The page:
My debaters argued against the resolution, and read evidence showing that strenuous background checks have zero correlation to preventing gun violence. Because the other side said increasing background checks would save more lives, the judge gave them the win. As I read through the ballots from that tournament, I saw the same result repeated consistently.
This made the debates not about honest confrontation of divergent views. Instead, the team that made the politically left argument won the round. I left that day frustrated. My students had done everything I had taught them to do, and well. Through no fault of their own, they had lost five of five rounds.
A Free Market Solution: Build Your Own Debate League
While my rage against judge bias was mounting, other pieces were moving behind the scenes. I work at a pretty amazing school. Robert Luddy, founder of Captiveaire and Thales Academy, has been a long-time supporter of the Calvin Coolidge Presidential Foundation. The Coolidge Foundation was looking for a set of schools to develop a new kind of debate league, one seeking to return debate to the realm of objective argumentation and evidence.
On February 17 of this year, the Luddy Debate League launched its first tournament at Thales Academy Rolesville. We hosted approximately 50 middle and high school students debating the resolution: “Resolved: The United States should abolish the capital gains tax.” In April, Thales Academy Apex hosted the second tournament, debating the resolution, “A significant tariff on imported goods from Mexico is a good policy for the U.S. economy.”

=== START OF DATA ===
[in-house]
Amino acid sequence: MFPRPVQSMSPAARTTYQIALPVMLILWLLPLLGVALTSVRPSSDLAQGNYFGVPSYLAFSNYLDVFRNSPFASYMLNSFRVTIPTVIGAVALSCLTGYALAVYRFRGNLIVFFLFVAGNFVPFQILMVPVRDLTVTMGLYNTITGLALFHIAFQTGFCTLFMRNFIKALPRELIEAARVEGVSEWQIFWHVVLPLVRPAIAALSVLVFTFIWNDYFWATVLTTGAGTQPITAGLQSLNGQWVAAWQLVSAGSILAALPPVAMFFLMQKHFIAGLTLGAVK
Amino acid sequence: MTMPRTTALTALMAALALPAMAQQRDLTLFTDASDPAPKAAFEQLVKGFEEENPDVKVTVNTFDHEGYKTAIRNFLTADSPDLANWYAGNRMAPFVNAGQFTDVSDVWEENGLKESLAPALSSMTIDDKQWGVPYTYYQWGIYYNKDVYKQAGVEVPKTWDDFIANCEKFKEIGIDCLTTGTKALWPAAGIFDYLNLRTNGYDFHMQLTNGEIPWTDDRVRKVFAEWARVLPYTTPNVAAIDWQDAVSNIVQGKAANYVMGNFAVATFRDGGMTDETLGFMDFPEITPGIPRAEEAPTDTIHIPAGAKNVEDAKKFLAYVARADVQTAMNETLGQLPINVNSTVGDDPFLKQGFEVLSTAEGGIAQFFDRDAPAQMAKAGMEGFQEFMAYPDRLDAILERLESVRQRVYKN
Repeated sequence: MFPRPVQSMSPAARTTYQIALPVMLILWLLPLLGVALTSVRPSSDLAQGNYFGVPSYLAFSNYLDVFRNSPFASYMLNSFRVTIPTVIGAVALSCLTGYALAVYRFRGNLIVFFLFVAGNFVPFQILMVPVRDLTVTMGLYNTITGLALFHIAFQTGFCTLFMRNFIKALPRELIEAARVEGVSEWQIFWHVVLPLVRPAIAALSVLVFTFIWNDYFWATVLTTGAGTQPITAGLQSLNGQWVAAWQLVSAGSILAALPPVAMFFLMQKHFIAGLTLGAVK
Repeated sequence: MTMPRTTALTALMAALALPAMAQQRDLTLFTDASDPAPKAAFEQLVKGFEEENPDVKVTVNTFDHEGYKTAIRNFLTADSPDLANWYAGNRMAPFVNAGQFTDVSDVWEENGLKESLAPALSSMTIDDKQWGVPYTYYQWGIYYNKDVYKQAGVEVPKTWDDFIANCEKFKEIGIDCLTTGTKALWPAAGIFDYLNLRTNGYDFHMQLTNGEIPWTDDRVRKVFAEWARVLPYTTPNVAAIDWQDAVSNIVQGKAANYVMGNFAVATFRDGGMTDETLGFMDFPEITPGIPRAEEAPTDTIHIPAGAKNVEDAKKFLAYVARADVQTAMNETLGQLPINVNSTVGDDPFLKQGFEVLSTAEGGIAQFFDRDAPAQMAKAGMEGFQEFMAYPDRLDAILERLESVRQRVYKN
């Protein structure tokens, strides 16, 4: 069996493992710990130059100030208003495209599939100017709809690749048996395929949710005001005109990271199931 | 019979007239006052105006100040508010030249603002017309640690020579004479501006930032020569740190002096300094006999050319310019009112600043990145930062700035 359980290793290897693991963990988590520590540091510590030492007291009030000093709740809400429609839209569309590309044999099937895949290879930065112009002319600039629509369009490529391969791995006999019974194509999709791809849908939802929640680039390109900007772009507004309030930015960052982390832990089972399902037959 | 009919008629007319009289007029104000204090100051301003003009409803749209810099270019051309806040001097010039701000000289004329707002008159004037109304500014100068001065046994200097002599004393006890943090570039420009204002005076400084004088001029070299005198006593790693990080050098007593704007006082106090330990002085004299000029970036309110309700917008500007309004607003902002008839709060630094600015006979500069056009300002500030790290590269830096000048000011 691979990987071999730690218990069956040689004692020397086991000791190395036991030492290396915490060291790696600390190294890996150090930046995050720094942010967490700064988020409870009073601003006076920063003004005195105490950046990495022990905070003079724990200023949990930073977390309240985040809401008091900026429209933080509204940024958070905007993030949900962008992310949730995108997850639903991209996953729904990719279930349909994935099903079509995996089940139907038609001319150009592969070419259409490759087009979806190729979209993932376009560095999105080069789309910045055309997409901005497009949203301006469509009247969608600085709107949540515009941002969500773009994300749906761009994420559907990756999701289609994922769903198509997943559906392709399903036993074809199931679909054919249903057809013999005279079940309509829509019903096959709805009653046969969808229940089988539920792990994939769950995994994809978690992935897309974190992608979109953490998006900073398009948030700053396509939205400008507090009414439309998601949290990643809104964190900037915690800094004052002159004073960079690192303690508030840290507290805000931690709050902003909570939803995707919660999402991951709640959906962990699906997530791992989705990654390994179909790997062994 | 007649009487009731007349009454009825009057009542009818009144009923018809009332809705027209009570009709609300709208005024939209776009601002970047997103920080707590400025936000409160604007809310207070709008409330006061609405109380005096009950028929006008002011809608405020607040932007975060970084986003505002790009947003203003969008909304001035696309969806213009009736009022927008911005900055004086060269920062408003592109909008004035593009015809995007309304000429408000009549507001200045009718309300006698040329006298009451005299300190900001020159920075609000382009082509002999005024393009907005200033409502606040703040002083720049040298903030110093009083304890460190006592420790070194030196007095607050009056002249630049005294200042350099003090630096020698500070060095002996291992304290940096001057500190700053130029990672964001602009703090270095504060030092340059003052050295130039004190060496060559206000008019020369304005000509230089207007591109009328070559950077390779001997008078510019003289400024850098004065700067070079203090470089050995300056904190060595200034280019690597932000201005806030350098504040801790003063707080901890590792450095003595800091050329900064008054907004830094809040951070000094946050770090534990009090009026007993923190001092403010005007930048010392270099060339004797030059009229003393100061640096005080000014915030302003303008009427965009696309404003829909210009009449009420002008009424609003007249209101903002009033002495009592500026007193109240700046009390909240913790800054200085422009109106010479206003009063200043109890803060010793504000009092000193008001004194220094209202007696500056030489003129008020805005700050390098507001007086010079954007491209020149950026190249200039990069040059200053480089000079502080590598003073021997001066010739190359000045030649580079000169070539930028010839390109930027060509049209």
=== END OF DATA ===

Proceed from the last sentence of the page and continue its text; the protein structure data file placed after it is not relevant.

At both of these events, honest debate occurred. Students researched their positions, weighed evidence, and attempted to persuade typical adults (not professional coaches) of their position.
This league is a collaborative effort between Thales Academy, Franklin Academy, and the Coolidge Foundation. Each tournament involves bringing in a content expert to educate students about the topic, instructing new students in the art of debate, three or four rounds of competition, and an award ceremony recognizing the top debaters in both middle school and high school. We uphold the values of truth, critical thinking, and integrity as guides for debate, and thus far this league has been a roaring success.
This is the Thales way in action. When faced with a society that increasingly embraces non-real approaches to significant concerns, we do not respond with public condemnation or rejection. Instead, we solve this the free market way: we make our own league, and we produce such a high-quality event that, hopefully, the objective value is apparent to all.
In 2018-2019, we plan to hold four tournaments; in 2019-2020, we hope to open competition to other regional schools interested in teaching students the time-honored methods of research, case writing, argumentation, articulation, and persuasion while collaborating in a competitive atmosphere. Debate is a critical part of teaching the next generation to weigh options and make wise choices. In our own small way, Thales Academy is working to restore this part of traditional American values.
Josh Herring is a humanities instructor at Thales Academy, a graduate of Southeastern Baptist Theological Seminary and Hillsdale College, and a doctoral student in Faulkner University's Great Books program. He has written for Moral Apologetics, The Imaginative Conservative, Think Christian, and The Federalist; he loves studying the intersection of history, literature, theology, and ideas expressed in the complexities of human life.